Business development should begin expansively by asking the question “what if?” but must eventually turn back to Earth and ask “why not?” Prioritizing ideas is essential: as Steve Jobs once said, “I’m as proud of what we don’t do as I am of what we do.”

Product analysis

User needs are never enough. Product analysis takes the spark of inspiration and fans it into something that gives off its own heat.

Deliverables:

Benchmark, sketches, storyboards and process flows.

Why it’s important:

Product analysis asks the tough questions:

  • What would it take to satisfy the user’s needs? Can we get/build it?
  • If we build it, what would it look like? How many moving parts?
  • Would people use this kind of product or is the disease worse than the cure?
  • Is there real value here?

When a product idea fails these questions, it’s back to business development.

Pitfalls:

It’s easy to be overwhelmed by the potential of an idea hot from the business development oven. Asking and answering the tough questions is essential.

User experience design (UXD)

User experience design (UX design) gets down to the details by expanding on the product analysis’s deliverables with detailed prototypes that tackle usability, information hierarchy and architecture.

Deliverables:

Accurate wireframes filled with real content. Design research and benchmarking.

Why it’s important:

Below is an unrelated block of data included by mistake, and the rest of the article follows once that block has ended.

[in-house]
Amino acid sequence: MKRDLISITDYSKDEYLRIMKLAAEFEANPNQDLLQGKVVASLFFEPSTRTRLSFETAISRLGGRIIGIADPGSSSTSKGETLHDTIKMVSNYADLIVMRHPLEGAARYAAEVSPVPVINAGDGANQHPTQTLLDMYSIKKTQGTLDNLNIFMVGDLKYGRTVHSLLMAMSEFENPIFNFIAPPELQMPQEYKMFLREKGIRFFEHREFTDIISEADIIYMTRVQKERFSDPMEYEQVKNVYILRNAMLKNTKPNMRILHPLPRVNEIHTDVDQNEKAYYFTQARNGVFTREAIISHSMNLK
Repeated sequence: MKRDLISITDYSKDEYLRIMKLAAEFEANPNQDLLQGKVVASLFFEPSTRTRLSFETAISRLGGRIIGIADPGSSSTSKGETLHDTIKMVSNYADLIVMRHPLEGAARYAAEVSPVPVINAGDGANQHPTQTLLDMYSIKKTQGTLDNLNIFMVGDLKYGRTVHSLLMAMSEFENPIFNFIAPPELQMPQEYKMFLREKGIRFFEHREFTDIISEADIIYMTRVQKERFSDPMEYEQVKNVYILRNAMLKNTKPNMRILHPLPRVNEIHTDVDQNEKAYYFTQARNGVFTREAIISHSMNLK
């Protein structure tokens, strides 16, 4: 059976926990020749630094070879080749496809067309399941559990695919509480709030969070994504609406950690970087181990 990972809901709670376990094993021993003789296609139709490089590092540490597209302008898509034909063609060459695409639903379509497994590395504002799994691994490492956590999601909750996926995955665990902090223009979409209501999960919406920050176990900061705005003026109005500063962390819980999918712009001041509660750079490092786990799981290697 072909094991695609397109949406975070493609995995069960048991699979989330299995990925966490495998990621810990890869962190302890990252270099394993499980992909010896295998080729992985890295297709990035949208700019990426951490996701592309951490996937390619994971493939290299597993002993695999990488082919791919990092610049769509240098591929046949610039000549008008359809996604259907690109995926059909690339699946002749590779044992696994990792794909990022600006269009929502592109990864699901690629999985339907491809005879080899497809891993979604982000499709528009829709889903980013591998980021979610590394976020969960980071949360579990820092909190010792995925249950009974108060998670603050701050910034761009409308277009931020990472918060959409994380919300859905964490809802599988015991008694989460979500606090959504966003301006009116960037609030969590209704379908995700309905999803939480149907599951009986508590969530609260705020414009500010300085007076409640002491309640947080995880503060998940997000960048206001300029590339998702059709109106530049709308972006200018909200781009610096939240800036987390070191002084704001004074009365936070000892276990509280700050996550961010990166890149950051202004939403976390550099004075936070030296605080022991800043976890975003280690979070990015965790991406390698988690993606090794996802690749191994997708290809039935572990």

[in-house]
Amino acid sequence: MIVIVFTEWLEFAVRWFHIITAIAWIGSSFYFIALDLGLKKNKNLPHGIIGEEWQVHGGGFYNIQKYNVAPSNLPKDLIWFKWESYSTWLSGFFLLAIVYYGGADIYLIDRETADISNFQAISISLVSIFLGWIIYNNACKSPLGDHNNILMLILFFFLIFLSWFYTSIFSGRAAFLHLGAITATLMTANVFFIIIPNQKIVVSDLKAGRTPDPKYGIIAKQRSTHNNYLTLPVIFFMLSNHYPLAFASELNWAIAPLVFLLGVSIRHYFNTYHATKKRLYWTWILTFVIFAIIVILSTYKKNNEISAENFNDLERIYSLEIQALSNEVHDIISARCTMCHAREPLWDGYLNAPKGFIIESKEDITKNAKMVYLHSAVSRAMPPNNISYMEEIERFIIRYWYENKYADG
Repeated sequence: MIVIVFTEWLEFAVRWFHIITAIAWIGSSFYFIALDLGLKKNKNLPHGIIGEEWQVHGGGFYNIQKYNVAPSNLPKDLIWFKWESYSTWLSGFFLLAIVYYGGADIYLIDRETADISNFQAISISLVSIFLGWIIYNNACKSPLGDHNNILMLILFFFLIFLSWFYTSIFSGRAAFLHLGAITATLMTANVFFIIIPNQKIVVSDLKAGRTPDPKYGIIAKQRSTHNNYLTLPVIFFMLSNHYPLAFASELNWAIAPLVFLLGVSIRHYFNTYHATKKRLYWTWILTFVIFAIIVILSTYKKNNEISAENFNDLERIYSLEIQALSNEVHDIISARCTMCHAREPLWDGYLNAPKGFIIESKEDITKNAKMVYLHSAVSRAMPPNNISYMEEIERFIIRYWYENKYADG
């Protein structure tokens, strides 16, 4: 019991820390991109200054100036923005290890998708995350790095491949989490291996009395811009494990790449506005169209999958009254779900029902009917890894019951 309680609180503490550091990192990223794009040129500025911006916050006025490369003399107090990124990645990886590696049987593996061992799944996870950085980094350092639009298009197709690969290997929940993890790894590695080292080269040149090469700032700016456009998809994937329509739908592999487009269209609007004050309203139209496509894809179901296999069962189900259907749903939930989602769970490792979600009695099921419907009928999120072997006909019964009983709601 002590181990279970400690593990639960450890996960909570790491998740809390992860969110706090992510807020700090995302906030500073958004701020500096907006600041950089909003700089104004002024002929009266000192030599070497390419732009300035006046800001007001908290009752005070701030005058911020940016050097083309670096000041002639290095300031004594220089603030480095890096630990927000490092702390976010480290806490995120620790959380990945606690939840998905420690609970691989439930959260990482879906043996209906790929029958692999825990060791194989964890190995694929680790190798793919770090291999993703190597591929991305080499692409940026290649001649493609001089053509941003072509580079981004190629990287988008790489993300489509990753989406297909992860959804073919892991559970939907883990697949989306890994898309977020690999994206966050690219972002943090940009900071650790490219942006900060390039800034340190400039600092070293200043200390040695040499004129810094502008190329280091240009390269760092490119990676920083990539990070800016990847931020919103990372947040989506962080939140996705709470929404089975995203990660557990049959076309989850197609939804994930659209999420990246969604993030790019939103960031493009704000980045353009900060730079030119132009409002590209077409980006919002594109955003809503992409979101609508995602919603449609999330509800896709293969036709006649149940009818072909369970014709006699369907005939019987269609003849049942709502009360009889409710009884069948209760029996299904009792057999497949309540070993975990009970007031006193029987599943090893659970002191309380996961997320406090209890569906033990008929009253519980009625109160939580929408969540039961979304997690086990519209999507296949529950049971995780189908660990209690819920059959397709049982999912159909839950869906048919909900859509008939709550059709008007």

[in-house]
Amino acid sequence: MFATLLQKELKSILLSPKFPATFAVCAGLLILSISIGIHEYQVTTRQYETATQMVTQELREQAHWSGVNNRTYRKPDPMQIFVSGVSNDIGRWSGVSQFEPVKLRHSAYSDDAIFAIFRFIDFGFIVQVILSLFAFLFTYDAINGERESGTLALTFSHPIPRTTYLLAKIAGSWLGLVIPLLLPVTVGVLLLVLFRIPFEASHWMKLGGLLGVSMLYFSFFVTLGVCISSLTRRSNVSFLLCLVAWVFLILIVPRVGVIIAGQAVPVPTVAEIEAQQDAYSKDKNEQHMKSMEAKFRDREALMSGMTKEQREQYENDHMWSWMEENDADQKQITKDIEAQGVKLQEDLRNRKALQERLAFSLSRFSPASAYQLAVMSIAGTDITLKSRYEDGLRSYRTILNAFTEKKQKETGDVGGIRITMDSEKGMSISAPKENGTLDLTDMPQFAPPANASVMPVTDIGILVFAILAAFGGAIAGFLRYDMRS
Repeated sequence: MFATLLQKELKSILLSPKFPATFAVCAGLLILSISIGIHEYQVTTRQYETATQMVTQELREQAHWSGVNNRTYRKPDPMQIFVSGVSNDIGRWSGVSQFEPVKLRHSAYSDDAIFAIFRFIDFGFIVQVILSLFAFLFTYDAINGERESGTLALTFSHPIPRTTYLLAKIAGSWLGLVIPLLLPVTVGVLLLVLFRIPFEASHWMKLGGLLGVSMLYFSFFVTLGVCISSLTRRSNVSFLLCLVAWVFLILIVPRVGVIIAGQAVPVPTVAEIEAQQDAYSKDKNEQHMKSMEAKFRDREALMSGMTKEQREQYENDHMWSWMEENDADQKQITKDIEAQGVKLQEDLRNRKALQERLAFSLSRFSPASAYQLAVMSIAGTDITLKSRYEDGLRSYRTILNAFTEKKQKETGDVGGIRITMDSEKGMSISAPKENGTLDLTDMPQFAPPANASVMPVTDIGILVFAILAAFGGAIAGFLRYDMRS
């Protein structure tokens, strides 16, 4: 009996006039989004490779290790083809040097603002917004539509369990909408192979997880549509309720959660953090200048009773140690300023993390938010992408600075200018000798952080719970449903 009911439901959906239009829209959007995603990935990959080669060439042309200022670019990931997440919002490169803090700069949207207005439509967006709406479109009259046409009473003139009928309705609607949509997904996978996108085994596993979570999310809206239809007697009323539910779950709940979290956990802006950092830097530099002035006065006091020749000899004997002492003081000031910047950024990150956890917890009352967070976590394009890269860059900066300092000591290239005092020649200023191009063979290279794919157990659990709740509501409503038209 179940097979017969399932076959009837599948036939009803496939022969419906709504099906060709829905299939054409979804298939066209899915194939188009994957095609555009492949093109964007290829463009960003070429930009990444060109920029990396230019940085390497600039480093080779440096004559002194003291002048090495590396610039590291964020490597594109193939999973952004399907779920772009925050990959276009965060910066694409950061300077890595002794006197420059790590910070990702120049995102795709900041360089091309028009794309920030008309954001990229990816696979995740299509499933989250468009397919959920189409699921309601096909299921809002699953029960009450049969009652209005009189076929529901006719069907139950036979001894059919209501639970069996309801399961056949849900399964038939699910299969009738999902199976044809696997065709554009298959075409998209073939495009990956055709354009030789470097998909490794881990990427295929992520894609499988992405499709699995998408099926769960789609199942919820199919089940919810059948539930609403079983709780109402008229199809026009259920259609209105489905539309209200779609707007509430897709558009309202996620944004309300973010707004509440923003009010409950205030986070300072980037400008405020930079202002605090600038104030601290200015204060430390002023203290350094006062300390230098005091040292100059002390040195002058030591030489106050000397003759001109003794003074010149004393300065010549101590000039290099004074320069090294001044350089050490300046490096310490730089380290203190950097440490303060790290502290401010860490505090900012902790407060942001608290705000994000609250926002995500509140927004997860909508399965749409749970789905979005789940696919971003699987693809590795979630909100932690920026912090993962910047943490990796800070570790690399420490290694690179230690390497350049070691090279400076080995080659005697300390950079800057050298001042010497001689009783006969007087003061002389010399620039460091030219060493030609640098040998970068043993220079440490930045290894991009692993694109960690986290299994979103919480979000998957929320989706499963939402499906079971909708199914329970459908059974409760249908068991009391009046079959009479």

UX design continues the reality check by answering the question “if we build it like [this], will people use it?” The closer the wireframes getsto imitating the final product and its real world use, the more accurate the answer is.

Pitfalls:

The need to imitate the real world can lead to endless iteration. UX design without data can never be perfect. Salvation lies in testing, so keep the product moving forward and beware of diminishing returns.

Visual design

Wireframes are great but it’s up to visual design to provide that final coat of usability and sex-appeal.

Deliverables:

Pixel-perfect, high-definition screenshots.

Why it’s important:

The wrong colors or insufficient contrast can kill a product as fast as poor information architecture. Web products are used with our fingers and our eyes. If you see the word “visual”, pay attention.

Another reason why it’s important:

Visual design can also provide that most intangible of qualities: beauty. Products have to be meaningful, had better be useful and, whenever possible, gorgeous. Ever read about attractive babies getting more attention from caregivers? Heard the one about a young Claudia Schiffer being offered a modeling contract while boogying at a club? Beauty is rare and rare things are valuable. Don’t shortchange beauty.

Pitfalls:

Beauty for beauty’s sake is not ok, just ask the owner of a used Jaquar. Too many companies use visual design to mask a product’s flaws. This works for about 7 seconds. Users will always uncover a product’s real worth, not matter how beautiful a box it’s shipped in.